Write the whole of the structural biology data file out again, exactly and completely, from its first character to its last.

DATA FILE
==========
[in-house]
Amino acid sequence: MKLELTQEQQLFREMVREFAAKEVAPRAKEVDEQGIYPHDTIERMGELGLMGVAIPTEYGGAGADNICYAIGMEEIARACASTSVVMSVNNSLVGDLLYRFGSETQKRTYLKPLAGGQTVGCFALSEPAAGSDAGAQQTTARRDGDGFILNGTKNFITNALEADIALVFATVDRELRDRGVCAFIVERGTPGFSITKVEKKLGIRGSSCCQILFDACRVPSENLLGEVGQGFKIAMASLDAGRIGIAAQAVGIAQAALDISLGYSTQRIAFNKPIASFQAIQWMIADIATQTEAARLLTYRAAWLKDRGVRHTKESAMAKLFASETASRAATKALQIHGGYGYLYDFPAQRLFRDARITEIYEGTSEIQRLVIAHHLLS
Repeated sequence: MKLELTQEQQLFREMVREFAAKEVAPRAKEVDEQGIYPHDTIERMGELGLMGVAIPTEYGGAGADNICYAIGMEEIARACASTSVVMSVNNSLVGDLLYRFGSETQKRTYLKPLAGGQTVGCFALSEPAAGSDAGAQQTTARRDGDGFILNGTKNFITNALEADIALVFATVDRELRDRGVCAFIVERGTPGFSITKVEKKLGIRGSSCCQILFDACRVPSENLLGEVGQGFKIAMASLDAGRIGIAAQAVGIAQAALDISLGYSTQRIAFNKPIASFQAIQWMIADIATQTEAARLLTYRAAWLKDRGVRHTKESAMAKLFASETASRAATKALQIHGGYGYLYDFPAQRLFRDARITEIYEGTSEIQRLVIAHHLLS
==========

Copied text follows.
[in-house]
Amino acid sequence: MKLELTQEQQLFREMVREFAAKEVAPRAKEVDEQGIYPHDTIERMGELGLMGVAIPTEYGGAGADNICYAIGMEEIARACASTSVVMSVNNSLVGDLLYRFGSETQKRTYLKPLAGGQTVGCFALSEPAAGSDAGAQQTTARRDGDGFILNGTKNFITNALEADIALVFATVDRELRDRGVCAFIVERGTPGFSITKVEKKLGIRGSSCCQILFDACRVPSENLLGEVGQGFKIAMASLDAGRIGIAAQAVGIAQAALDISLGYSTQRIAFNKPIASFQAIQWMIADIATQTEAARLLTYRAAWLKDRGVRHTKESAMAKLFASETASRAATKALQIHGGYGYLYDFPAQRLFRDARITEIYEGTSEIQRLVIAHHLLS
Repeated sequence: MKLELTQEQQLFREMVREFAAKEVAPRAKEVDEQGIYPHDTIERMGELGLMGVAIPTEYGGAGADNICYAIGMEEIARACASTSVVMSVNNSLVGDLLYRFGSETQKRTYLKPLAGGQTVGCFALSEPAAGSDAGAQQTTARRDGDGFILNGTKNFITNALEADIALVFATVDRELRDRGVCAFIVERGTPGFSITKVEKKLGIRGSSCCQILFDACRVPSENLLGEVGQGFKIAMASLDAGRIGIAAQAVGIAQAALDISLGYSTQRIAFNKPIASFQAIQWMIADIATQTEAARLLTYRAAWLKDRGVRHTKESAMAKLFASETASRAATKALQIHGGYGYLYDFPAQRLFRDARITEIYEGTSEIQRLVIAHHLLS